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Global steel rebalances


In its short-range outlook released in mid-October last year, the World Steel Association (Worldsteel) forecast that global steel demand would reach 1,622.1 million tonnes in 2017. Worldsteel also forecast that global steel demand will increase by 26 million tonnes to 1,648.1 million tonnes in 2018.

Excluding the roughly half of that total contributed by China, Worldsteel forecast that global steel demand would reach 856.4 million tonnes, an increase of 2.6% in 2017, and 882.4 million tonnes, a further increase of 3.0%, in 2018.

At that time T.V. Narendran, chairman of the Worldsteel Economics Committee said that progress in the global steel market had been encouraging. “We have seen the cyclical upturn broadening and firming throughout the year, leading to better than expected performances for both developed and developing economies, although the Mena region and Turkey have been an exception,” he noted.

He also identified prevailing risks to the global economy, such as rising populism and protectionism, US policy shifts, EU election uncertainties and China deceleration, which still cause some concerns today, but he added that to some extent they had abated.

“This leads us to conclude that we now see the best balance of risks since the 2008 economic crisis,” he stated, while highlighting that geopolitical tension in the Korean peninsula, China’s debt problem and rising protectionism in many locations continue to remain risk factors.

“In 2018, we expect global growth to moderate, mainly due to slower growth in China, while in the rest of the world steel demand will continue to maintain its current momentum,” he said.

While noting that world steel demand was recovering well, he added that was driven largely by cyclical factors rather than structural. “The lack of a strong growth engine to replace China and a long-term decline in steel intensity due to technological and environmental factors will continue to weigh on steel demand in the future,” he concluded.

China’s shadow
More recent analysis by others sees modest growth in China’s steel production in 2018.

Alistair Ramsay, Metal Bulletin Research manager, says: “After downwardly revising our crude steel forecasts for 2017 after a harsher than usual retreat in the final quarter brought on by winter restrictions announced in August, we doubt there will be so much of a downward correction to come in 2018, where the outlook is quite robust for both China and the rest of the world.”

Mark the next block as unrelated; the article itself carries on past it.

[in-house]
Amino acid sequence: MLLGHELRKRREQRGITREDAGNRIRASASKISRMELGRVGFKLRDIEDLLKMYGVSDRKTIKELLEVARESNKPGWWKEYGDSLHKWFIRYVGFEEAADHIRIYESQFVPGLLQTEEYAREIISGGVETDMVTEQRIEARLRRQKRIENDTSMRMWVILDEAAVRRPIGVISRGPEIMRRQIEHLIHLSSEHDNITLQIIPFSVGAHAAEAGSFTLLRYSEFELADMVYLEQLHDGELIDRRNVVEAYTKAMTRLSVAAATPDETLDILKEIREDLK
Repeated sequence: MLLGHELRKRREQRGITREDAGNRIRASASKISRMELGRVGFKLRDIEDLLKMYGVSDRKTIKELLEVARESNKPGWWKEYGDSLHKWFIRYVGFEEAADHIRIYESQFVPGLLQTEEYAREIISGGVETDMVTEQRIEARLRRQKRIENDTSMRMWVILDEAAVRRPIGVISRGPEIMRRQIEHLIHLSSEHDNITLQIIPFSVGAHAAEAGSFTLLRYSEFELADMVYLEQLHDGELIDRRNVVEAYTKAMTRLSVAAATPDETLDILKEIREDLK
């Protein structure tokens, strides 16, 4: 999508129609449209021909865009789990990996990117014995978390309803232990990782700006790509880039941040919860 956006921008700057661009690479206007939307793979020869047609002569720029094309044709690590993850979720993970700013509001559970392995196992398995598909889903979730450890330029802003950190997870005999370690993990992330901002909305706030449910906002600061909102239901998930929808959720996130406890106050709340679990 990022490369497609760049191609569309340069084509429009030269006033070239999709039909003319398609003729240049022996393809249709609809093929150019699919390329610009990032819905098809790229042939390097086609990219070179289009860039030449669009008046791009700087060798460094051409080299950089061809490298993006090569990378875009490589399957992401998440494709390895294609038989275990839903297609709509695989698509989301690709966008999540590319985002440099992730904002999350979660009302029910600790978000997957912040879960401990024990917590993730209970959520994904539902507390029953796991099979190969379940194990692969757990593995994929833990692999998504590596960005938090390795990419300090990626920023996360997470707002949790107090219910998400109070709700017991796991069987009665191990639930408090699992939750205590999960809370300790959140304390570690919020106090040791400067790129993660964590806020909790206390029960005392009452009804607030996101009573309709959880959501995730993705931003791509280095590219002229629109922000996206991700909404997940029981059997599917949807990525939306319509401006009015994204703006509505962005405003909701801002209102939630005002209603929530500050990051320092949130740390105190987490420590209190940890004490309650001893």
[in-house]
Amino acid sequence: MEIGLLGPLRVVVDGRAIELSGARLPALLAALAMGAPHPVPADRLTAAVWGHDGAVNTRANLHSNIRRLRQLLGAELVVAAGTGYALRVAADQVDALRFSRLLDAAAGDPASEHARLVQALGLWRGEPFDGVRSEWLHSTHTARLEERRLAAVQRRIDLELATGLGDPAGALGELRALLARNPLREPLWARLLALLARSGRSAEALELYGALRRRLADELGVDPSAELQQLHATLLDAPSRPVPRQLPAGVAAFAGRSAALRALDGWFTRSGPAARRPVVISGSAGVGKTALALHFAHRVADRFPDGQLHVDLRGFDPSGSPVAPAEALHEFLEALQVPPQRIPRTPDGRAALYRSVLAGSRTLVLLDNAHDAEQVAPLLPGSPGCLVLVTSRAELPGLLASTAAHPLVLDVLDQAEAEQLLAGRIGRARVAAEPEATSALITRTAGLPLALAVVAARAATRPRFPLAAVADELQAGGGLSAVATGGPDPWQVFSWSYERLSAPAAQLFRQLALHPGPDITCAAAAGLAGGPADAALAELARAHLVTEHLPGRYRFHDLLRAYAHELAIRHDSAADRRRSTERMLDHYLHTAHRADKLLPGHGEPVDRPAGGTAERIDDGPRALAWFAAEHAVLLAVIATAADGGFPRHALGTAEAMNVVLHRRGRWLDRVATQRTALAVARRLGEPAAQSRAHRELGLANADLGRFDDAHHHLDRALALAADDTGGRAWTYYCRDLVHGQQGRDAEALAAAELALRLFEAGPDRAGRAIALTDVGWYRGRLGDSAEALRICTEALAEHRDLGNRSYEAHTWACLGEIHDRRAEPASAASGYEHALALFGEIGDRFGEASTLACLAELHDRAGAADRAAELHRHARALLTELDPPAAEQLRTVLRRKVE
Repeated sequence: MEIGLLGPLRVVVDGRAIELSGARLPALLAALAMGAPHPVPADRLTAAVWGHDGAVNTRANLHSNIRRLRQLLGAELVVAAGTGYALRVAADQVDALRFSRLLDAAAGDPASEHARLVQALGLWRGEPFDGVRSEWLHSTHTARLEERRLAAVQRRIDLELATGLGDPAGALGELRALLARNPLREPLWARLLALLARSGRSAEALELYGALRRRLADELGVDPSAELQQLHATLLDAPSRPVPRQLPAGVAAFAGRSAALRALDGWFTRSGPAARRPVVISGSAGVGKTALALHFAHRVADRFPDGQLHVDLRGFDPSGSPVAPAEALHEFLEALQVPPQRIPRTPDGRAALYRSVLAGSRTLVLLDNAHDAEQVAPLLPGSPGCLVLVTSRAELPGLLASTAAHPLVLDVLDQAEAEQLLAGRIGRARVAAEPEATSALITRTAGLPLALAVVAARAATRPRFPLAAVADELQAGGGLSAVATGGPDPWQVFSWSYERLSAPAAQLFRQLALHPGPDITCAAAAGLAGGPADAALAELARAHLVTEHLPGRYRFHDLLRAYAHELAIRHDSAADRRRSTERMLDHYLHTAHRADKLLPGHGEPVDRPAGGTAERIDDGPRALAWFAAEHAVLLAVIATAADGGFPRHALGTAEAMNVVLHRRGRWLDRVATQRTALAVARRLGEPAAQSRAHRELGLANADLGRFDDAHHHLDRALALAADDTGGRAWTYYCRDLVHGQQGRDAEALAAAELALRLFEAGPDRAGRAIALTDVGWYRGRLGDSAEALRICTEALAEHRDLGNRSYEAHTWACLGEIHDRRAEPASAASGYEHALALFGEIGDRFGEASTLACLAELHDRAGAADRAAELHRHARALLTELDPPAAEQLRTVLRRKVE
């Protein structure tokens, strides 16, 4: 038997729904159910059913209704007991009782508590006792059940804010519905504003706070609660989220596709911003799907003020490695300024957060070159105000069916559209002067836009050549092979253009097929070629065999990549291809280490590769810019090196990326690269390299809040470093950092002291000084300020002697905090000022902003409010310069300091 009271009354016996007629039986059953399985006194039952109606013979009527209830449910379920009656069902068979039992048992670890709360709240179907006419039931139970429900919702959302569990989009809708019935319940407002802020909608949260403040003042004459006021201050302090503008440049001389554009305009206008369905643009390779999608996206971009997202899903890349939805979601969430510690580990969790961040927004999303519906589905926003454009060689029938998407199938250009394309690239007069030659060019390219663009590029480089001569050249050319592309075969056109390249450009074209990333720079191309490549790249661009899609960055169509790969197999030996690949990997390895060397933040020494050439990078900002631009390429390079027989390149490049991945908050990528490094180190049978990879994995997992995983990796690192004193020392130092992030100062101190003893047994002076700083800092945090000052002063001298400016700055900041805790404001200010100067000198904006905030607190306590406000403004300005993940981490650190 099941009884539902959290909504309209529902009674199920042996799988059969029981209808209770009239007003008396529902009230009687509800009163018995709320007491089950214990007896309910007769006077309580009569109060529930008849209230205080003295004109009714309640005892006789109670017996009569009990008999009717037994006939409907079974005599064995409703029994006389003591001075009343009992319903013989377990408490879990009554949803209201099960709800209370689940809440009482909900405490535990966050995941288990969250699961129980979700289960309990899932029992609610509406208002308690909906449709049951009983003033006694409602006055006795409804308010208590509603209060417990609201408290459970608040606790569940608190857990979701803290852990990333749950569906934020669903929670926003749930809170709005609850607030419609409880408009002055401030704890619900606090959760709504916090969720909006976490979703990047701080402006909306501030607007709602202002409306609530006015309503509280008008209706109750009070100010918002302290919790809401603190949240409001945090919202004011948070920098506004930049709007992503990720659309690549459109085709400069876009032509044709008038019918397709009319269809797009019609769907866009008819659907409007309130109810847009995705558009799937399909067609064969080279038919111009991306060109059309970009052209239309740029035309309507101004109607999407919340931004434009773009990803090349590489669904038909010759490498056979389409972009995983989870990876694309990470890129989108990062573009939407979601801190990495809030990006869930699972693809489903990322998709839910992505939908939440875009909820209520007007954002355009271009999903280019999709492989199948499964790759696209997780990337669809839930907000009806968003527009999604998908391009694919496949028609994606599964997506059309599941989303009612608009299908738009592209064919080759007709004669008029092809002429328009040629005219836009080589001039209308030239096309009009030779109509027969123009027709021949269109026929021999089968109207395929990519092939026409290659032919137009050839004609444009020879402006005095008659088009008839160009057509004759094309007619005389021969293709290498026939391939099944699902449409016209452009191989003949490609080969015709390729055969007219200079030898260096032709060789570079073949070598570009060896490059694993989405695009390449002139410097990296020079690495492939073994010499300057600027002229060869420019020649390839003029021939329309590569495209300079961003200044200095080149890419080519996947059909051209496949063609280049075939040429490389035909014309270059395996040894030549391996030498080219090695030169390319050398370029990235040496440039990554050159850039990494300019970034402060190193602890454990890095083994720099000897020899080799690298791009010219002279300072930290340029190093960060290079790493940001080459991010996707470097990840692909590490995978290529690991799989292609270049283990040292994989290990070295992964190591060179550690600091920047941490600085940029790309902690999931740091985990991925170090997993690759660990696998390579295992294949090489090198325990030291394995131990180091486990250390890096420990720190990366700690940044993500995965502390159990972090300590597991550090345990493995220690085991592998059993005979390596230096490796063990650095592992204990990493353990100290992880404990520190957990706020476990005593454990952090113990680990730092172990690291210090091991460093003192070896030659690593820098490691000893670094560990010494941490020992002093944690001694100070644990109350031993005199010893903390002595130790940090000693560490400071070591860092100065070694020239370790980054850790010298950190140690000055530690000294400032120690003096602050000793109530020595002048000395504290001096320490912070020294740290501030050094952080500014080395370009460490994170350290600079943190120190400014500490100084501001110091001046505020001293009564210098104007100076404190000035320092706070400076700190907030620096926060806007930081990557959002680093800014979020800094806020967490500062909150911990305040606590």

He says that this is likely to stimulate further growth in China’s crude steel production, so MBR’s forecast for 2018 is 839.8 million tonnes, up from a downwardly adjusted 837 million tonnes in 2017.

What matters to steel producers outside China is that nation’s steel exports. Ramsay believes that stronger market conditions outside China are likely to stimulate them, “especially if apparent demand falls modestly in 2018 as we expect following a stock-related surge of over 9% this year, which exceeded the growth in underlying or ‘real’ steel consumption in China.” From 72.9 million tonnes of exports in 2017, MBR anticipates a partial recovery to 80.9 million tonnes in 2018 – a significant growth rate of 11.0%.

“As usual, the outlook for prices will depend on how much steel China exports and whether the growth in demand in the rest of the world is effectively greater than the increase expected in Chinese trade in order to absorb the China surplus,” says Ramsay. “We believe that it will be big enough thanks, more than anything else, to an improving construction outlook.”

MBR figures were included in an early-January 2018 poll of 15 analysts’ opinions in the Financial Times. Global steel production is predicted to increase by 2.1%, according to an average of their forecasts. Most of the analysts predicted China’s annual growth in production to be within the 0-2% range, with the average forecast being 0.6%. The average forecast growth for EU steel output was 2.4% in 2018, while that for the US was 3.4%.

After global steel production growth in 2017 proved stronger than MBR had expected, at plus 4.1%, “we have left our outlook on global growth for 2018 unchanged at 1.0%,” says Ramsay. “As the demand outlook has improved with the global economic projections for 2018, so we predict further growth in steel production of 1.0% to 1.71 billion tonnes.”